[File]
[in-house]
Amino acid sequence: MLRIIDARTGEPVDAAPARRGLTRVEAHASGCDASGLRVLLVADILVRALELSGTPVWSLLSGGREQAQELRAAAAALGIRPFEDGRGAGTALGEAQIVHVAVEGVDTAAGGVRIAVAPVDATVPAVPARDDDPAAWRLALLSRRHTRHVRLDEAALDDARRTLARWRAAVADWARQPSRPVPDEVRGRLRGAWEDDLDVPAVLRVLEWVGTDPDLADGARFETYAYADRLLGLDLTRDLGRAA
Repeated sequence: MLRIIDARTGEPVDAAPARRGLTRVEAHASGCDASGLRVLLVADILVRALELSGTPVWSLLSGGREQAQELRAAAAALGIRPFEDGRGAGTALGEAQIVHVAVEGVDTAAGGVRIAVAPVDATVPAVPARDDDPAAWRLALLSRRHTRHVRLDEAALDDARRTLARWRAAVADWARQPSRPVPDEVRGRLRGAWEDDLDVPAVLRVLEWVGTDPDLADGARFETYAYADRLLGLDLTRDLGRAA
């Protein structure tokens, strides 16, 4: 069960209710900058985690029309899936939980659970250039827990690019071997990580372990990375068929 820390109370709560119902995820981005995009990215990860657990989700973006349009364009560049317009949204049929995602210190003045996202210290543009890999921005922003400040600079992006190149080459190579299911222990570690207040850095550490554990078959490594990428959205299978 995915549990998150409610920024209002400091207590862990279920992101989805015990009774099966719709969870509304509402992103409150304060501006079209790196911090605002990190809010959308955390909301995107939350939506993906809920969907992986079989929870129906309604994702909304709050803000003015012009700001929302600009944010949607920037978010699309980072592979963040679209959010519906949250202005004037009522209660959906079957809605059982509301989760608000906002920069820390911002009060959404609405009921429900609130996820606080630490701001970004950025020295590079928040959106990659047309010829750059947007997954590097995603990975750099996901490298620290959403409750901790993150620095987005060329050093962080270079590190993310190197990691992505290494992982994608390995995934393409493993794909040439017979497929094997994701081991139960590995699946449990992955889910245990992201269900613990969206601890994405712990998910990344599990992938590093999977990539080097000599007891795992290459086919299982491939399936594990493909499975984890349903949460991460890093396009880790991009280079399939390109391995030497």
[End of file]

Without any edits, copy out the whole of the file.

[in-house]
Amino acid sequence: MLRIIDARTGEPVDAAPARRGLTRVEAHASGCDASGLRVLLVADILVRALELSGTPVWSLLSGGREQAQELRAAAAALGIRPFEDGRGAGTALGEAQIVHVAVEGVDTAAGGVRIAVAPVDATVPAVPARDDDPAAWRLALLSRRHTRHVRLDEAALDDARRTLARWRAAVADWARQPSRPVPDEVRGRLRGAWEDDLDVPAVLRVLEWVGTDPDLADGARFETYAYADRLLGLDLTRDLGRAA
Repeated sequence: MLRIIDARTGEPVDAAPARRGLTRVEAHASGCDASGLRVLLVADILVRALELSGTPVWSLLSGGREQAQELRAAAAALGIRPFEDGRGAGTALGEAQIVHVAVEGVDTAAGGVRIAVAPVDATVPAVPARDDDPAAWRLALLSRRHTRHVRLDEAALDDARRTLARWRAAVADWARQPSRPVPDEVRGRLRGAWEDDLDVPAVLRVLEWVGTDPDLADGARFETYAYADRLLGLDLTRDLGRAA
């Protein structure tokens, strides 16, 4: 069960209710900058985690029309899936939980659970250039827990690019071997990580372990990375068929 820390109370709560119902995820981005995009990215990860657990989700973006349009364009560049317009949204049929995602210190003045996202210290543009890999921005922003400040600079992006190149080459190579299911222990570690207040850095550490554990078959490594990428959205299978 995915549990998150409610920024209002400091207590862990279920992101989805015990009774099966719709969870509304509402992103409150304060501006079209790196911090605002990190809010959308955390909301995107939350939506993906809920969907992986079989929870129906309604994702909304709050803000003015012009700001929302600009944010949607920037978010699309980072592979963040679209959010519906949250202005004037009522209660959906079957809605059982509301989760608000906002920069820390911002009060959404609405009921429900609130996820606080630490701001970004950025020295590079928040959106990659047309010829750059947007997954590097995603990975750099996901490298620290959403409750901790993150620095987005060329050093962080270079590190993310190197990691992505290494992982994608390995995934393409493993794909040439017979497929094997994701081991139960590995699946449990992955889910245990992201269900613990969206601890994405712990998910990344599990992938590093999977990539080097000599007891795992290459086919299982491939399936594990493909499975984890349903949460991460890093396009880790991009280079399939390109391995030497």